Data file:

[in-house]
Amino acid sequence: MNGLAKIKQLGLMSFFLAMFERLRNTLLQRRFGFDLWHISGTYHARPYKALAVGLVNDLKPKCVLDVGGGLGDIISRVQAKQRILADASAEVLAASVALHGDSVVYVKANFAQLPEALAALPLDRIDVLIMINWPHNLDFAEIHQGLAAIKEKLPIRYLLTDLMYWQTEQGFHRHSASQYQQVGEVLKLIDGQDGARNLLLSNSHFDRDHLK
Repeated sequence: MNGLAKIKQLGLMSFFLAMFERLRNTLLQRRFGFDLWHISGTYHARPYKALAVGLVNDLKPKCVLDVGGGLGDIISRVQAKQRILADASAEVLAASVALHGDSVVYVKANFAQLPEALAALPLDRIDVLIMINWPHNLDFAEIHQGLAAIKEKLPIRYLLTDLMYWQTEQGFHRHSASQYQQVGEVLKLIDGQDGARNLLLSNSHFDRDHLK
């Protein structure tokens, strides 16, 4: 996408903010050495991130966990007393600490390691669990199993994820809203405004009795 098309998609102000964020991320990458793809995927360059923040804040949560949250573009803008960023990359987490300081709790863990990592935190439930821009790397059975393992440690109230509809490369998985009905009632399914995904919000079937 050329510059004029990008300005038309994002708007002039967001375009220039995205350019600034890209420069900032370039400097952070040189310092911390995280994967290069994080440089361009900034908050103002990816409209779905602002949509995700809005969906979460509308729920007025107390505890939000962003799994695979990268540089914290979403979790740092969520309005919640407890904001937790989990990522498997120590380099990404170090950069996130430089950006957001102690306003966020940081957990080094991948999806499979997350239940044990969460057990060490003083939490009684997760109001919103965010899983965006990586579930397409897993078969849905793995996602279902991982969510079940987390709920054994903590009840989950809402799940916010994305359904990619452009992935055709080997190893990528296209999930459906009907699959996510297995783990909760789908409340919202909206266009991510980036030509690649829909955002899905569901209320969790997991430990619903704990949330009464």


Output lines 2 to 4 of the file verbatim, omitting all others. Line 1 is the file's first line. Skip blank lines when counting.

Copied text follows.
Amino acid sequence: MNGLAKIKQLGLMSFFLAMFERLRNTLLQRRFGFDLWHISGTYHARPYKALAVGLVNDLKPKCVLDVGGGLGDIISRVQAKQRILADASAEVLAASVALHGDSVVYVKANFAQLPEALAALPLDRIDVLIMINWPHNLDFAEIHQGLAAIKEKLPIRYLLTDLMYWQTEQGFHRHSASQYQQVGEVLKLIDGQDGARNLLLSNSHFDRDHLK
Repeated sequence: MNGLAKIKQLGLMSFFLAMFERLRNTLLQRRFGFDLWHISGTYHARPYKALAVGLVNDLKPKCVLDVGGGLGDIISRVQAKQRILADASAEVLAASVALHGDSVVYVKANFAQLPEALAALPLDRIDVLIMINWPHNLDFAEIHQGLAAIKEKLPIRYLLTDLMYWQTEQGFHRHSASQYQQVGEVLKLIDGQDGARNLLLSNSHFDRDHLK
């Protein structure tokens, strides 16, 4: 996408903010050495991130966990007393600490390691669990199993994820809203405004009795 098309998609102000964020991320990458793809995927360059923040804040949560949250573009803008960023990359987490300081709790863990990592935190439930821009790397059975393992440690109230509809490369998985009905009632399914995904919000079937 050329510059004029990008300005038309994002708007002039967001375009220039995205350019600034890209420069900032370039400097952070040189310092911390995280994967290069994080440089361009900034908050103002990816409209779905602002949509995700809005969906979460509308729920007025107390505890939000962003799994695979990268540089914290979403979790740092969520309005919640407890904001937790989990990522498997120590380099990404170090950069996130430089950006957001102690306003966020940081957990080094991948999806499979997350239940044990969460057990060490003083939490009684997760109001919103965010899983965006990586579930397409897993078969849905793995996602279902991982969510079940987390709920054994903590009840989950809402799940916010994305359904990619452009992935055709080997190893990528296209999930459906009907699959996510297995783990909760789908409340919202909206266009991510980036030509690649829909955002899905569901209320969790997991430990619903704990949330009464």